Two Giants, Siemens and AES, Create ‘Fluence’ to Pursue Global Energy Storage Market

July 11, 2017
Energy giants Siemens and AES have joined forces to create Fluence, a joint venture that aims to capture major segments of the energy storage market worldwide.

Siemens and AES have joined forces to create Fluence, a joint venture with an ambitious goal to capture major segments of the energy storage market worldwide.

The deal brings together two mega-energy companies. Siemens offers a range of energy services and technology in 160 countries. AES serves 10 million utility customers and operates 30 GW of generation in 17 countries.

Fluence is likely to recalibrate the energy storage playing field — and perhaps the microgrid arena as well. Siemens has a strong reach into the microgrid market with its advanced controller. Energy storage is often included in new microgrids.

Based in Washington, D.C., Fluence will be jointly owned and controlled by the two companies, and operated as an independent 50-50 venture. Fluence will leverage Siemens’ global presence and AES’ work installing utility-scale storage over the last decade. In addition to its US headquarters, Fluence will have offices in Erlangen, Germany and other select cities.

AES already has 200 MW of energy storage installed in seven countries, but wants a broader international scope. Speaking Tuesday from AES’ 2017 Innovation Congress in Washington, D.C., AES CEO Andres Gluski said that his company realized it needed a technology partner with greater reach to meet its goals.

“We really found a meeting of the minds in Siemens,” Gluski said.

Besides its geographic reach, Siemens brings to the partnership an energy storage platform of its own. Called Siestorage, it is geared toward smaller customers. It complements AES’ energy storage platform, Advancion, which is for larger companies, he said.

Watch Siemens and AES executives discuss Fluence.

Together, Siemens and AES can offer “the complete gamut of products from commercial & industrial to the very largest utility applications,” he said.

In addition to its scale and energy storage platform, Siemens plans to offer the breadth of its portfolio to Fluence, which includes microgrid controllers, balance of plant technology and electric distribution equipment, said Kevin Yates, president of Siemens Energy Management Division.

AES was ranked number one energy storage integrator by Navigant Research and Siemens was ranked number four. “So, without a doubt we will be the leader in this market,” Gluski said. “Siemens and AES ambition is nothing less than to be the global leader in lithium-ion based energy storage applications in the world.”

Fluence will pursue a market that IHS expects to grow from 3 GW to 28 GW in five years, creating a $45 billion opportunity, Gluski said.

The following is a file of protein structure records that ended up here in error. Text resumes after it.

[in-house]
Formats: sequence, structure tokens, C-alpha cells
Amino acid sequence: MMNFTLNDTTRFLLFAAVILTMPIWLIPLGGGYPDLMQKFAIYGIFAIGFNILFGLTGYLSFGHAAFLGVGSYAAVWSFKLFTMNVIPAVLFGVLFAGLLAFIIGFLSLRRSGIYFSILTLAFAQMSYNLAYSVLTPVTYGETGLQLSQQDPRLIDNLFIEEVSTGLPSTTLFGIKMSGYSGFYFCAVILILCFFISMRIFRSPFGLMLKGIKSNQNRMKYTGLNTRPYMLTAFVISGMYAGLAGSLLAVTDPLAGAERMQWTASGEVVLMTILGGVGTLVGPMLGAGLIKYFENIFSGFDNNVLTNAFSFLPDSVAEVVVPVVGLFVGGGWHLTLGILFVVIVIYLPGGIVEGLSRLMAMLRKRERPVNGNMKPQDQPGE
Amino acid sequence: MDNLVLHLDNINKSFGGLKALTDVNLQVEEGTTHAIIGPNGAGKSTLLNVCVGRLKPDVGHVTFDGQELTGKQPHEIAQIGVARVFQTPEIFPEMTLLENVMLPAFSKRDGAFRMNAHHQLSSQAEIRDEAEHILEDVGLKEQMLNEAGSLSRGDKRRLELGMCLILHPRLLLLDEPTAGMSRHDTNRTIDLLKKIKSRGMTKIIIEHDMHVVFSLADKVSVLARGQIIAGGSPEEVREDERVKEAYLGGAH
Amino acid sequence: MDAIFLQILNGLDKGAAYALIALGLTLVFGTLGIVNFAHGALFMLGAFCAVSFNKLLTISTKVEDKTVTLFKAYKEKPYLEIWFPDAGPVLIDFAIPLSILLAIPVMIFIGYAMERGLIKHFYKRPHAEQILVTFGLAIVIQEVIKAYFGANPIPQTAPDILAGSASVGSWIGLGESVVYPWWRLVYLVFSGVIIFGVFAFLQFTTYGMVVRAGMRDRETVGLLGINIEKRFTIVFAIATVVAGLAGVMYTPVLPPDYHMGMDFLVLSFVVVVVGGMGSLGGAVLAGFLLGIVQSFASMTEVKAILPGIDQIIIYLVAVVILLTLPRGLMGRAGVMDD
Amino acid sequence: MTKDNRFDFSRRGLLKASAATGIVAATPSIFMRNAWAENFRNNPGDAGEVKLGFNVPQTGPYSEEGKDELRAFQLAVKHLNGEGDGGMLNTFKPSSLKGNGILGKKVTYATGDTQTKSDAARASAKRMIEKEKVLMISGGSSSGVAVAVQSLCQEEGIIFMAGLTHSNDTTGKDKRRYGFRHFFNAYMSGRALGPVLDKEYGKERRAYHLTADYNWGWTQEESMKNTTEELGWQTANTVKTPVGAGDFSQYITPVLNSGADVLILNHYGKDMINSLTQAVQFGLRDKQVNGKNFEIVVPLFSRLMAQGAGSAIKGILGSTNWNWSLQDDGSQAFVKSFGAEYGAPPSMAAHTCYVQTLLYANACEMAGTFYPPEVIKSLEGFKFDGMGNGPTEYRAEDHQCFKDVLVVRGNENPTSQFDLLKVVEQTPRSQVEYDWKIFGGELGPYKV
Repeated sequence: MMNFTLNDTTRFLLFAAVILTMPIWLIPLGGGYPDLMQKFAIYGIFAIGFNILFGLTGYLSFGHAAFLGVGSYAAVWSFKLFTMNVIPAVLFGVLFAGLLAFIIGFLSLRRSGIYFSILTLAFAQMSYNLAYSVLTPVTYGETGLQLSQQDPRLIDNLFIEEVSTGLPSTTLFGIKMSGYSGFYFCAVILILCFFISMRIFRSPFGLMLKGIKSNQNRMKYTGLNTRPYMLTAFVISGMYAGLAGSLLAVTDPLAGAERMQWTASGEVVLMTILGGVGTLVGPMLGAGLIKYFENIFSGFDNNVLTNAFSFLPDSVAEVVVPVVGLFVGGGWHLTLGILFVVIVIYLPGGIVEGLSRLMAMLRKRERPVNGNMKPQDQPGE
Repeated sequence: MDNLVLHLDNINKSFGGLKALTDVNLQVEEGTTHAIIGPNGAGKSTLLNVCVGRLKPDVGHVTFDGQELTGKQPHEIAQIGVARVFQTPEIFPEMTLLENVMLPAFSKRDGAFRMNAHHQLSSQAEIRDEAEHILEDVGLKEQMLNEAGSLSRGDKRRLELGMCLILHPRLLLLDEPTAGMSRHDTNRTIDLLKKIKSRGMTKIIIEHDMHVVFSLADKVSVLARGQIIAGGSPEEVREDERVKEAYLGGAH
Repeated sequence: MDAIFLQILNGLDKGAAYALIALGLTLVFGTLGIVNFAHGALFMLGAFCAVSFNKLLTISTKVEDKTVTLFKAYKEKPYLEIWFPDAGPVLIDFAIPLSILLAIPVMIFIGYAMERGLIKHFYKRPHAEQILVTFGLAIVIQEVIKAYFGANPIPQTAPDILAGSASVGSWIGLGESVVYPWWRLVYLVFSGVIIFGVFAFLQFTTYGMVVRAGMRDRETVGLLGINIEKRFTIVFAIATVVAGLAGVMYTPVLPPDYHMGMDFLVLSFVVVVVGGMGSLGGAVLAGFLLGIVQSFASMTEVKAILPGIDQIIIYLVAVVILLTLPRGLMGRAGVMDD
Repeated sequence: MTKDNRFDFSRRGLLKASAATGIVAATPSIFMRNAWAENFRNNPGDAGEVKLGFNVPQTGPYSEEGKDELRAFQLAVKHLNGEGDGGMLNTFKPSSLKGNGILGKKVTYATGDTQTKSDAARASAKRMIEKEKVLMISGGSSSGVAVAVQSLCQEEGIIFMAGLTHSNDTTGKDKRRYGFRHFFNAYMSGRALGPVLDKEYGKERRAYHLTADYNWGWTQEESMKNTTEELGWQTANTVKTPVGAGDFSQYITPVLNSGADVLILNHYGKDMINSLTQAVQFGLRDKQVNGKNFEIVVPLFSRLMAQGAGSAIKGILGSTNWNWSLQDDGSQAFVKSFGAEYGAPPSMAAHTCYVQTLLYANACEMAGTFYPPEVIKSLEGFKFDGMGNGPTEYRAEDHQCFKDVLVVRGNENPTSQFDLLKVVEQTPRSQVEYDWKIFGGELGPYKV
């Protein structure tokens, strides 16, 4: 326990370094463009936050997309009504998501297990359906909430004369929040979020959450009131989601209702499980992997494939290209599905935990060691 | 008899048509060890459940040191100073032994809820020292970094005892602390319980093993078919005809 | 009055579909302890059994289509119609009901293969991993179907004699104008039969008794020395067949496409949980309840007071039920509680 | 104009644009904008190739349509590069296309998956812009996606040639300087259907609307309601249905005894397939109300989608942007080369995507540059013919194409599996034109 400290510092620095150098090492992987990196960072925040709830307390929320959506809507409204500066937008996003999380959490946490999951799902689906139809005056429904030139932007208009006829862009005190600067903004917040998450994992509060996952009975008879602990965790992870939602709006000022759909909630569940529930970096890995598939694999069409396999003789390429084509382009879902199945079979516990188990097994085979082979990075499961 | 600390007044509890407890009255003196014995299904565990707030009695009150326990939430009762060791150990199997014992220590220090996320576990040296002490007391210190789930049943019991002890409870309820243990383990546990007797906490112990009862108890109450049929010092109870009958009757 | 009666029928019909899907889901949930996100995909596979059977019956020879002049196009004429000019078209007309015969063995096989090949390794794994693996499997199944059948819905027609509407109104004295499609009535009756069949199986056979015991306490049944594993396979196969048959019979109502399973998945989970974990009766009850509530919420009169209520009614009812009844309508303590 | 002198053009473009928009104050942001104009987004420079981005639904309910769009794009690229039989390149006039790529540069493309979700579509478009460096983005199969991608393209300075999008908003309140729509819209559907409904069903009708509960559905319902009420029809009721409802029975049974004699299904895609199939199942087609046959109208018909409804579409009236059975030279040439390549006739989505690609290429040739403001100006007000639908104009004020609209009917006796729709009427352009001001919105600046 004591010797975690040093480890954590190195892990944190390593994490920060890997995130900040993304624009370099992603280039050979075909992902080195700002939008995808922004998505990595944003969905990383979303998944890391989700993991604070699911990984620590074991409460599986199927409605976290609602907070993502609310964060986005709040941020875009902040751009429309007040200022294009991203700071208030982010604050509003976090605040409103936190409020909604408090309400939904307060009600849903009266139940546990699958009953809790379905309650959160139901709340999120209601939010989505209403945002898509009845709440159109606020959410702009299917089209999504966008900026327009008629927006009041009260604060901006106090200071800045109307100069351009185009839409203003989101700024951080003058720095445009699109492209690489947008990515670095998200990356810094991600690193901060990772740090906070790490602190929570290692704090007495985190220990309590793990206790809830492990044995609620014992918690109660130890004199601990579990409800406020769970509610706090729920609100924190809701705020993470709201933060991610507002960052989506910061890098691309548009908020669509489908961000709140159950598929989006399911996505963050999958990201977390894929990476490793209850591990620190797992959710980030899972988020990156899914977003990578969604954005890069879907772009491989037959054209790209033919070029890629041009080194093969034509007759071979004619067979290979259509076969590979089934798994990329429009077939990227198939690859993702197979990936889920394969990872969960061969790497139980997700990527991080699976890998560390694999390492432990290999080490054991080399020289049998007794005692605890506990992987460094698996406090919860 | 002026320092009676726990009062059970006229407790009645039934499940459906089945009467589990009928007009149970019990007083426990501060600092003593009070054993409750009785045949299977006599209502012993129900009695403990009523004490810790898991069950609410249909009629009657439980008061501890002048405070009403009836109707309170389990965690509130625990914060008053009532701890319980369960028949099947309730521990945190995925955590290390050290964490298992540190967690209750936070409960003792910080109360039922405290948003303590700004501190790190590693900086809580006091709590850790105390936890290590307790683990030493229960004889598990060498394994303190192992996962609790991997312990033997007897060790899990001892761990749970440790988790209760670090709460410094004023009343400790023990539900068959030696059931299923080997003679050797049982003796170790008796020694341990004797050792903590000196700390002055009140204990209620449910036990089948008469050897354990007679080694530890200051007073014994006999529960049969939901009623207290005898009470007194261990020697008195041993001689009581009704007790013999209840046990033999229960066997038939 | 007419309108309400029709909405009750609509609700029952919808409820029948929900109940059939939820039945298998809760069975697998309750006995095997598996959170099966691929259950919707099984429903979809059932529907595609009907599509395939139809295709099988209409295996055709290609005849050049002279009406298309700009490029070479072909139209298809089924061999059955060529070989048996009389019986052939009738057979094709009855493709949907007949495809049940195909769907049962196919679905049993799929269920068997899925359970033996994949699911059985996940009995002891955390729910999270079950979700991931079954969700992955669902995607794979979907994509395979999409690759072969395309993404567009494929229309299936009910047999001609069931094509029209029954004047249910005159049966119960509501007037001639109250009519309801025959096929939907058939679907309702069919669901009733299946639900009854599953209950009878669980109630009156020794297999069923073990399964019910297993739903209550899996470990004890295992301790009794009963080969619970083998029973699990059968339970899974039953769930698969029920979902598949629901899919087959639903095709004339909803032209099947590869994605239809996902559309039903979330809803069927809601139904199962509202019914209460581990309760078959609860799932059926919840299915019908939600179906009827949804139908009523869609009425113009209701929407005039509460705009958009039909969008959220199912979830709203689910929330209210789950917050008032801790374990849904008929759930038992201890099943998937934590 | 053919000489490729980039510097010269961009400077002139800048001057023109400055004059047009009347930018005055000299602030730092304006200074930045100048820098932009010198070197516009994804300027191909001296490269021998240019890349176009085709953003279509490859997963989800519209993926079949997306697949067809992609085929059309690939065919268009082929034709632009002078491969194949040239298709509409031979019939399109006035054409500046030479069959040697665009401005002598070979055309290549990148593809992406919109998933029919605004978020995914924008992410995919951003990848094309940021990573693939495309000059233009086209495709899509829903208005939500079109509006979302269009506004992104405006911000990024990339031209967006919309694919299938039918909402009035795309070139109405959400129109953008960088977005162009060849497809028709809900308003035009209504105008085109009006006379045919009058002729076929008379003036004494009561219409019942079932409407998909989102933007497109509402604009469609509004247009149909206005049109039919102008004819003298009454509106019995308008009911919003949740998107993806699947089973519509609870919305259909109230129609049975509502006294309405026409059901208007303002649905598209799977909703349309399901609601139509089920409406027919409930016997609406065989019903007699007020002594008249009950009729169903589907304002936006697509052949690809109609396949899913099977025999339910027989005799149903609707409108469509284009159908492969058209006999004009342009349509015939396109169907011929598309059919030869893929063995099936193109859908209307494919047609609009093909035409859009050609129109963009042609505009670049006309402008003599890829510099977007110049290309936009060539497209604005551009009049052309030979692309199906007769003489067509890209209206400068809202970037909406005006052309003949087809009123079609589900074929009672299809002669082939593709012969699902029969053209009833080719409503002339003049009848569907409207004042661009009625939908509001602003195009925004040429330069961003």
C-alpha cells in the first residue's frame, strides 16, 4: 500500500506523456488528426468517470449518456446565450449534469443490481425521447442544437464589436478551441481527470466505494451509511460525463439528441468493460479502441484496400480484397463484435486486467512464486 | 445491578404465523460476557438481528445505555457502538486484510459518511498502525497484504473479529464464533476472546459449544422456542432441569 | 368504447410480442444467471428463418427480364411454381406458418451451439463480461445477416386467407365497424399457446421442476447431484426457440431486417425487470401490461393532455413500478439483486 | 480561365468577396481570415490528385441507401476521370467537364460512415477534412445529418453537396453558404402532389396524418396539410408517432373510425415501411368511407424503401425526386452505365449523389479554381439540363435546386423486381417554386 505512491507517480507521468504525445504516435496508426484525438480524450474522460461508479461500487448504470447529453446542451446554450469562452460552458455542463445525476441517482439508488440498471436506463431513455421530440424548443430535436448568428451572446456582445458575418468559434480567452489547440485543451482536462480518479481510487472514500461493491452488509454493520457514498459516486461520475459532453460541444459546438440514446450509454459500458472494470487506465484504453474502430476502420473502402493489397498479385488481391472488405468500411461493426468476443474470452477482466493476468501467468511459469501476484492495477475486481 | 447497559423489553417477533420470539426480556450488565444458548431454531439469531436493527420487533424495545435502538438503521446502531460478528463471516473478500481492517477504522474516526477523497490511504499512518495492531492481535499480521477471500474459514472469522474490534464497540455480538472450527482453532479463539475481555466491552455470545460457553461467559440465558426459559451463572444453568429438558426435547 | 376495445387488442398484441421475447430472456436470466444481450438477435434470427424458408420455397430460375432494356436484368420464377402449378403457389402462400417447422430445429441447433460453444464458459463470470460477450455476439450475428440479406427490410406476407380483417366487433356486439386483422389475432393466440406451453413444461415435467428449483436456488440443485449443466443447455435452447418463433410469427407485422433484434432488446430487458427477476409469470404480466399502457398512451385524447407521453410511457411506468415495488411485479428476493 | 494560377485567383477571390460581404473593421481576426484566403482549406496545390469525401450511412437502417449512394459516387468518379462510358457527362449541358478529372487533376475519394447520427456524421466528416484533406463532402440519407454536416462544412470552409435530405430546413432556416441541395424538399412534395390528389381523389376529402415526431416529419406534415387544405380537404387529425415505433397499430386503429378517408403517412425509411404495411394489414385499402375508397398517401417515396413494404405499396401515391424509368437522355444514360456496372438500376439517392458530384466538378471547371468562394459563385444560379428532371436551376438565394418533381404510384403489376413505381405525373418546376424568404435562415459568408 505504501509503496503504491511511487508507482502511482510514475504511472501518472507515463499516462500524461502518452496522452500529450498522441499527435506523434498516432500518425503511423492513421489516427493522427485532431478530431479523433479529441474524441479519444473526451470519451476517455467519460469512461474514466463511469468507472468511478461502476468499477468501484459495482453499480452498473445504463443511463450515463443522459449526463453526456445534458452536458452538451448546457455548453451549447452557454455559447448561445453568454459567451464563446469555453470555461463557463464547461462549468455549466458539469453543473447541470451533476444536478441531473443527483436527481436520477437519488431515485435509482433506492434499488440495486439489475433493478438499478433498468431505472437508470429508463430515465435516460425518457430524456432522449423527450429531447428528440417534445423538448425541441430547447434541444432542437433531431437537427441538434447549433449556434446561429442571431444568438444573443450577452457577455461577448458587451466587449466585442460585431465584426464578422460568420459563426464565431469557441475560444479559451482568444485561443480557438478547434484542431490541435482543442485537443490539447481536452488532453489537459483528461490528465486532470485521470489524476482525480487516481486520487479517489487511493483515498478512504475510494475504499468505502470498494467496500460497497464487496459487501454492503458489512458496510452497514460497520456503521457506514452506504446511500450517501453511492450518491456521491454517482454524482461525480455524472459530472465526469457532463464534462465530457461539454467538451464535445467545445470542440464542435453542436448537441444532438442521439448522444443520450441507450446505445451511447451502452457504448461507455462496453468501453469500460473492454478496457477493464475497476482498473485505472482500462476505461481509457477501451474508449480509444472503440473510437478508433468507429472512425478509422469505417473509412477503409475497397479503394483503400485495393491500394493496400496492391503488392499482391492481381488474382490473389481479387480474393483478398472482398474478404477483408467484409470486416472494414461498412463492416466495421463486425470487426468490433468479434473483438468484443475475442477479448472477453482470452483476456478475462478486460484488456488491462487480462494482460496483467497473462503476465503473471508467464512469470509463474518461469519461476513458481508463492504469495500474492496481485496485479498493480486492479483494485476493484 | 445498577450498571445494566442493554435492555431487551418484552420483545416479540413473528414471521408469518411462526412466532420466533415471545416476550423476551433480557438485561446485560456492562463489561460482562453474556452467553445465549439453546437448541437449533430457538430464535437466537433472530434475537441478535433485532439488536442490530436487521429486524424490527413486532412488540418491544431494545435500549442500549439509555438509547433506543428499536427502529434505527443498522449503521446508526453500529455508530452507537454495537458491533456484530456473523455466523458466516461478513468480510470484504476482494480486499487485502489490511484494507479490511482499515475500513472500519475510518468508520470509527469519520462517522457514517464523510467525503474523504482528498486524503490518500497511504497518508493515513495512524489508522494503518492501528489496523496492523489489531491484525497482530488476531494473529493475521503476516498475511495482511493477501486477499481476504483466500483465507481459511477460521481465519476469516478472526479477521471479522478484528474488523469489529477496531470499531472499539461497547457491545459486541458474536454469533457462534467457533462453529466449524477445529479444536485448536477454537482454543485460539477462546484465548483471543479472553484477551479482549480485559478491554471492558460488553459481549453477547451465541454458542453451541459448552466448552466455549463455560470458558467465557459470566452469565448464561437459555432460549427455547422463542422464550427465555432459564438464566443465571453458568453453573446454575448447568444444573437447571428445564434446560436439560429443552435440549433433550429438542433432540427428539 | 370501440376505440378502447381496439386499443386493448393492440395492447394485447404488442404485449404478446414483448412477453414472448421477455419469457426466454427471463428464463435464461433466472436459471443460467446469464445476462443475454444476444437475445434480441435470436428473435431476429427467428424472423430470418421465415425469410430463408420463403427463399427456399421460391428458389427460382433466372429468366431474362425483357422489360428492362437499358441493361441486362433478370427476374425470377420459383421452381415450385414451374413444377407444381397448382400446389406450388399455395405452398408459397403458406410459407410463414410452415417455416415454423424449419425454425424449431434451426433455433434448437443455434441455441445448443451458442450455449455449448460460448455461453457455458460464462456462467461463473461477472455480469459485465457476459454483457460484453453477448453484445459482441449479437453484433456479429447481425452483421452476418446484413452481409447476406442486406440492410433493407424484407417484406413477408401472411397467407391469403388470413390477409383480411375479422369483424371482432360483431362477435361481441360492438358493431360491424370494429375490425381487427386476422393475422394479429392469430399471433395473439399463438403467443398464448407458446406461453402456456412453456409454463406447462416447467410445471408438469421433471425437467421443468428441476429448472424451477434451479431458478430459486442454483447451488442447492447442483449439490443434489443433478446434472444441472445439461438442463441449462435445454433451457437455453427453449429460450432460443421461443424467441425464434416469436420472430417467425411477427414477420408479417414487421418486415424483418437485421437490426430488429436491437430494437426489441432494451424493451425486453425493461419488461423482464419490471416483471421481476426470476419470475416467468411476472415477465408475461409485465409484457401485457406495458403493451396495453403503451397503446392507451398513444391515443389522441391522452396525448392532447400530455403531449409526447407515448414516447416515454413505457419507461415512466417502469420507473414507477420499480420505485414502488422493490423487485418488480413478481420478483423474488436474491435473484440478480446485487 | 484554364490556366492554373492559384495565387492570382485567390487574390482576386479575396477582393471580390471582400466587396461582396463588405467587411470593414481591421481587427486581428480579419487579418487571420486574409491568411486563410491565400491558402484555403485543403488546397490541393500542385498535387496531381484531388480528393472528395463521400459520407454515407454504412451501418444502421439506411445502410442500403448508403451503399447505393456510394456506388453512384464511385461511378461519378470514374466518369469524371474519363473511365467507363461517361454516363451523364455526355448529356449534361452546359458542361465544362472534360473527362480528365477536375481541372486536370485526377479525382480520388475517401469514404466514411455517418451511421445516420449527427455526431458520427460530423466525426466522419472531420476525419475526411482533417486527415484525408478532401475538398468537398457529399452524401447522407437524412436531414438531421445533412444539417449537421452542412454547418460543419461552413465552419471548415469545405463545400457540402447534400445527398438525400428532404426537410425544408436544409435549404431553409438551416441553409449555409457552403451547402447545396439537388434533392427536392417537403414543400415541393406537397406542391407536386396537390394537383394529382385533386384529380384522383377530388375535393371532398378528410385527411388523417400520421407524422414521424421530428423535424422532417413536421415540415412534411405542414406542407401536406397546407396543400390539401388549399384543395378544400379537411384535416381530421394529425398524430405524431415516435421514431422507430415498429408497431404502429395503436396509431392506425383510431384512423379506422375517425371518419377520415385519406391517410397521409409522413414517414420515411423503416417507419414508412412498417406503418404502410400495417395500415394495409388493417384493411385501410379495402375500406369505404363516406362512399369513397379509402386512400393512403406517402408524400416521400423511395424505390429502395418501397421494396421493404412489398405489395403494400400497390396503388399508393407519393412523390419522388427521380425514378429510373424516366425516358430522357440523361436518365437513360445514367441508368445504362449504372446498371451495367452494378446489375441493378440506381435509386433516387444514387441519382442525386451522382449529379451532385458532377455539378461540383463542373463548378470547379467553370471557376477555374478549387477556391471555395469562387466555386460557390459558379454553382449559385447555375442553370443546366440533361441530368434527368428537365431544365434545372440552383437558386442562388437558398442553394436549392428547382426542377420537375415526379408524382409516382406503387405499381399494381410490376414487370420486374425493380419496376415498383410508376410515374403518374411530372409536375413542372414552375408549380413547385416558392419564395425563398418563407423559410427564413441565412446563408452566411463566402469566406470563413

The transaction is expected to close in the fourth quarter of calendar year 2017 following regulatory approvals.

Together, the two companies have deployed or have been awarded 48 projects totaling 463 MW of battery-based energy storage across 13 countries, including the world’s largest lithium-ion battery-based energy storage project near San Diego, California.

“As the energy storage market expands, customers face the challenge of finding a trusted technology partner with an appropriate portfolio and a profound knowledge of the power sector. Fluence will fill this major gap in the market. With the global reach of an experienced international sales force as well as Siemens’ leading technology platform Siestorage at its disposal, Fluence will be perfectly equipped to serve this very interesting market,” said Ralf Christian, CEO of Siemens’ Energy Management Division.

How will Fluence change the energy storage and microgrid markets? Post your thoughts on our LinkedIn Group, Distributed Energy Resources.

About the Author

Elisa Wood | Editor-in-Chief

Elisa Wood is an award-winning writer and editor who specializes in the energy industry. She is chief editor and co-founder of Microgrid Knowledge and serves as co-host of the publication’s popular conference series. She also co-founded RealEnergyWriters.com, where she continues to lead a team of energy writers who produce content for energy companies and advocacy organizations.

She has been writing about energy for more than two decades and is published widely. Her work can be found in prominent energy business journals as well as mainstream publications. She has been quoted by NPR, the Wall Street Journal and other notable media outlets.

“For an especially readable voice in the industry, the most consistent interpreter across these years has been the energy journalist Elisa Wood, whose Microgrid Knowledge (and conference) has aggregated more stories better than any other feed of its time,” wrote Malcolm McCullough, in the book, Downtime on the Microgrid, published by MIT Press in 2020.

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